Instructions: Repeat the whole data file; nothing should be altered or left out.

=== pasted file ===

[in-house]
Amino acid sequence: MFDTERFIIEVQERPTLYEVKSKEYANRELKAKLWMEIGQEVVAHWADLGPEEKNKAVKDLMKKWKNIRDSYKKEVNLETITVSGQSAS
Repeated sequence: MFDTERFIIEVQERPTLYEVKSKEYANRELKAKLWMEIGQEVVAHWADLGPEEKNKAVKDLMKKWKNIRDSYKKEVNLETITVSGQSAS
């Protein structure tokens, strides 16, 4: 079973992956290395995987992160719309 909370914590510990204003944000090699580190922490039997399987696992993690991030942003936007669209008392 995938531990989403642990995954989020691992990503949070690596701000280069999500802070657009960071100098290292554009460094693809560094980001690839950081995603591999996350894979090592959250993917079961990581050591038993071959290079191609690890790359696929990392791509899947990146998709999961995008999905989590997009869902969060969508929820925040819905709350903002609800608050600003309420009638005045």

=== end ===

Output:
[in-house]
Amino acid sequence: MFDTERFIIEVQERPTLYEVKSKEYANRELKAKLWMEIGQEVVAHWADLGPEEKNKAVKDLMKKWKNIRDSYKKEVNLETITVSGQSAS
Repeated sequence: MFDTERFIIEVQERPTLYEVKSKEYANRELKAKLWMEIGQEVVAHWADLGPEEKNKAVKDLMKKWKNIRDSYKKEVNLETITVSGQSAS
């Protein structure tokens, strides 16, 4: 079973992956290395995987992160719309 909370914590510990204003944000090699580190922490039997399987696992993690991030942003936007669209008392 995938531990989403642990995954989020691992990503949070690596701000280069999500802070657009960071100098290292554009460094693809560094980001690839950081995603591999996350894979090592959250993917079961990581050591038993071959290079191609690890790359696929990392791509899947990146998709999961995008999905989590997009869902969060969508929820925040819905709350903002609800608050600003309420009638005045």